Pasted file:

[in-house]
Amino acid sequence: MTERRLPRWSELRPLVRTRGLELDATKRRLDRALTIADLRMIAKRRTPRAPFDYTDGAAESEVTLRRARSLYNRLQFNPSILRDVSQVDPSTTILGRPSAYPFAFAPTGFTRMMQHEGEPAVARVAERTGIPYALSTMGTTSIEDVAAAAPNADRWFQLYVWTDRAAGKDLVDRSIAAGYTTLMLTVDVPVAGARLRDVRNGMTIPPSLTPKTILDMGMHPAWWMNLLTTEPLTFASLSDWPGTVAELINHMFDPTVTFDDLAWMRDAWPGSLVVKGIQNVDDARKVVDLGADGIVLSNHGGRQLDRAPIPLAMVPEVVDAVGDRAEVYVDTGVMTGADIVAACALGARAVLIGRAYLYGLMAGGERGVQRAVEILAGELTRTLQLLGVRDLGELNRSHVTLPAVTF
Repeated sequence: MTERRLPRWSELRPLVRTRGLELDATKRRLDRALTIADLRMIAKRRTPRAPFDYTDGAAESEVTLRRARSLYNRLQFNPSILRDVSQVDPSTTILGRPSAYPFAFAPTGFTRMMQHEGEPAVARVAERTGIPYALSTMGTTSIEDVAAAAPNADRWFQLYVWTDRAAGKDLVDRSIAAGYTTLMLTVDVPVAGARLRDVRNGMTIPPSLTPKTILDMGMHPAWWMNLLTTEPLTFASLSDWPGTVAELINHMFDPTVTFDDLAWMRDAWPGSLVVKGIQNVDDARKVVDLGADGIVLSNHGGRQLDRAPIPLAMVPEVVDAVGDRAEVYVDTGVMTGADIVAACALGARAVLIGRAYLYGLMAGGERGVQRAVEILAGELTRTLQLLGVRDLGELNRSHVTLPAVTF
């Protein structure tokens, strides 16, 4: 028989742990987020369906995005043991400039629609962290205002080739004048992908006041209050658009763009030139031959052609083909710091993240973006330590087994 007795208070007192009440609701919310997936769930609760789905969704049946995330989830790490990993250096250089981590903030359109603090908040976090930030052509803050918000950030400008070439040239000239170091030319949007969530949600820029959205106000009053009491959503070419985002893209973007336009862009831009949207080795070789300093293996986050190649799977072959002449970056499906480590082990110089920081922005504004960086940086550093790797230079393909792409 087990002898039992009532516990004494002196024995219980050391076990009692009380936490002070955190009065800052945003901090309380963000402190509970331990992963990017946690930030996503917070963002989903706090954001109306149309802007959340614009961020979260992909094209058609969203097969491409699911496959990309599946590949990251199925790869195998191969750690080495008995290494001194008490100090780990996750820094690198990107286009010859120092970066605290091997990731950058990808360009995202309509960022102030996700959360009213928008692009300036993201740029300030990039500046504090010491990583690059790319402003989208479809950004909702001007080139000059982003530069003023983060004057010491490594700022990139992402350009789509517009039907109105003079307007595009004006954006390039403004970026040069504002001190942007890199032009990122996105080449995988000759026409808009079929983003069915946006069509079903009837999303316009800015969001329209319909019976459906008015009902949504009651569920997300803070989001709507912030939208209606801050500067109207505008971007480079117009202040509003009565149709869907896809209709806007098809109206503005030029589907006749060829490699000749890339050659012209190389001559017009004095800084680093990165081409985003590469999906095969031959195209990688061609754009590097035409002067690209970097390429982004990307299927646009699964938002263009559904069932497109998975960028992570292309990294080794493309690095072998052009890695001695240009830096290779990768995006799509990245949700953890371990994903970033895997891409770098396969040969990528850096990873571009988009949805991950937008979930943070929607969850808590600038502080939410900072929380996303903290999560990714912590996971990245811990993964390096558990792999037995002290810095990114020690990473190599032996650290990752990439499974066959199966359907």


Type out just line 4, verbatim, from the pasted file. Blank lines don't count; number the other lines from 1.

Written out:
């Protein structure tokens, strides 16, 4: 028989742990987020369906995005043991400039629609962290205002080739004048992908006041209050658009763009030139031959052609083909710091993240973006330590087994 007795208070007192009440609701919310997936769930609760789905969704049946995330989830790490990993250096250089981590903030359109603090908040976090930030052509803050918000950030400008070439040239000239170091030319949007969530949600820029959205106000009053009491959503070419985002893209973007336009862009831009949207080795070789300093293996986050190649799977072959002449970056499906480590082990110089920081922005504004960086940086550093790797230079393909792409 087990002898039992009532516990004494002196024995219980050391076990009692009380936490002070955190009065800052945003901090309380963000402190509970331990992963990017946690930030996503917070963002989903706090954001109306149309802007959340614009961020979260992909094209058609969203097969491409699911496959990309599946590949990251199925790869195998191969750690080495008995290494001194008490100090780990996750820094690198990107286009010859120092970066605290091997990731950058990808360009995202309509960022102030996700959360009213928008692009300036993201740029300030990039500046504090010491990583690059790319402003989208479809950004909702001007080139000059982003530069003023983060004057010491490594700022990139992402350009789509517009039907109105003079307007595009004006954006390039403004970026040069504002001190942007890199032009990122996105080449995988000759026409808009079929983003069915946006069509079903009837999303316009800015969001329209319909019976459906008015009902949504009651569920997300803070989001709507912030939208209606801050500067109207505008971007480079117009202040509003009565149709869907896809209709806007098809109206503005030029589907006749060829490699000749890339050659012209190389001559017009004095800084680093990165081409985003590469999906095969031959195209990688061609754009590097035409002067690209970097390429982004990307299927646009699964938002263009559904069932497109998975960028992570292309990294080794493309690095072998052009890695001695240009830096290779990768995006799509990245949700953890371990994903970033895997891409770098396969040969990528850096990873571009988009949805991950937008979930943070929607969850808590600038502080939410900072929380996303903290999560990714912590996971990245811990993964390096558990792999037995002290810095990114020690990473190599032996650290990752990439499974066959199966359907």